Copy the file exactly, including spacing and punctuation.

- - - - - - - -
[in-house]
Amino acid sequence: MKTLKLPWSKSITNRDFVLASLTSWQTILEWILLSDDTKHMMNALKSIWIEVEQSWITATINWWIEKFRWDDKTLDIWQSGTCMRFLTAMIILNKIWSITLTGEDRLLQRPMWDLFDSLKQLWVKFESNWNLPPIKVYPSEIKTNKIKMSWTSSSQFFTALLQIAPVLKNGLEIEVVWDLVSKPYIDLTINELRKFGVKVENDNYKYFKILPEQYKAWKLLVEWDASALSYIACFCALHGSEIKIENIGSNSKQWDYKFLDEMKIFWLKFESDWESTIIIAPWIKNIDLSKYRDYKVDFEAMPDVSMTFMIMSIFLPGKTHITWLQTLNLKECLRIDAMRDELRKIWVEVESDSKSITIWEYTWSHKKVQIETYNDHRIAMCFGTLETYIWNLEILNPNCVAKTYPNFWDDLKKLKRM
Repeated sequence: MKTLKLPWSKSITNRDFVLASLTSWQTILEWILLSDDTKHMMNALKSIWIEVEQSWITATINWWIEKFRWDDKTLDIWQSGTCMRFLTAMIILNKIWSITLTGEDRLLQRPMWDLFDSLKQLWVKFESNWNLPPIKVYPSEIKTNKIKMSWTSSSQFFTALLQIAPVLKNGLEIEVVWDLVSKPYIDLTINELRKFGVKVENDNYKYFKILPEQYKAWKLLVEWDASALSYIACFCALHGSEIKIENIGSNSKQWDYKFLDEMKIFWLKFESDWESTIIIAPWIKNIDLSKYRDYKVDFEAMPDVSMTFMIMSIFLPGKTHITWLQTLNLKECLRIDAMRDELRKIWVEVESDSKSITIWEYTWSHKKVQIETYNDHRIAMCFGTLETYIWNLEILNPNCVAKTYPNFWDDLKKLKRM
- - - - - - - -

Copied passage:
[in-house]
Amino acid sequence: MKTLKLPWSKSITNRDFVLASLTSWQTILEWILLSDDTKHMMNALKSIWIEVEQSWITATINWWIEKFRWDDKTLDIWQSGTCMRFLTAMIILNKIWSITLTGEDRLLQRPMWDLFDSLKQLWVKFESNWNLPPIKVYPSEIKTNKIKMSWTSSSQFFTALLQIAPVLKNGLEIEVVWDLVSKPYIDLTINELRKFGVKVENDNYKYFKILPEQYKAWKLLVEWDASALSYIACFCALHGSEIKIENIGSNSKQWDYKFLDEMKIFWLKFESDWESTIIIAPWIKNIDLSKYRDYKVDFEAMPDVSMTFMIMSIFLPGKTHITWLQTLNLKECLRIDAMRDELRKIWVEVESDSKSITIWEYTWSHKKVQIETYNDHRIAMCFGTLETYIWNLEILNPNCVAKTYPNFWDDLKKLKRM
Repeated sequence: MKTLKLPWSKSITNRDFVLASLTSWQTILEWILLSDDTKHMMNALKSIWIEVEQSWITATINWWIEKFRWDDKTLDIWQSGTCMRFLTAMIILNKIWSITLTGEDRLLQRPMWDLFDSLKQLWVKFESNWNLPPIKVYPSEIKTNKIKMSWTSSSQFFTALLQIAPVLKNGLEIEVVWDLVSKPYIDLTINELRKFGVKVENDNYKYFKILPEQYKAWKLLVEWDASALSYIACFCALHGSEIKIENIGSNSKQWDYKFLDEMKIFWLKFESDWESTIIIAPWIKNIDLSKYRDYKVDFEAMPDVSMTFMIMSIFLPGKTHITWLQTLNLKECLRIDAMRDELRKIWVEVESDSKSITIWEYTWSHKKVQIETYNDHRIAMCFGTLETYIWNLEILNPNCVAKTYPNFWDDLKKLKRM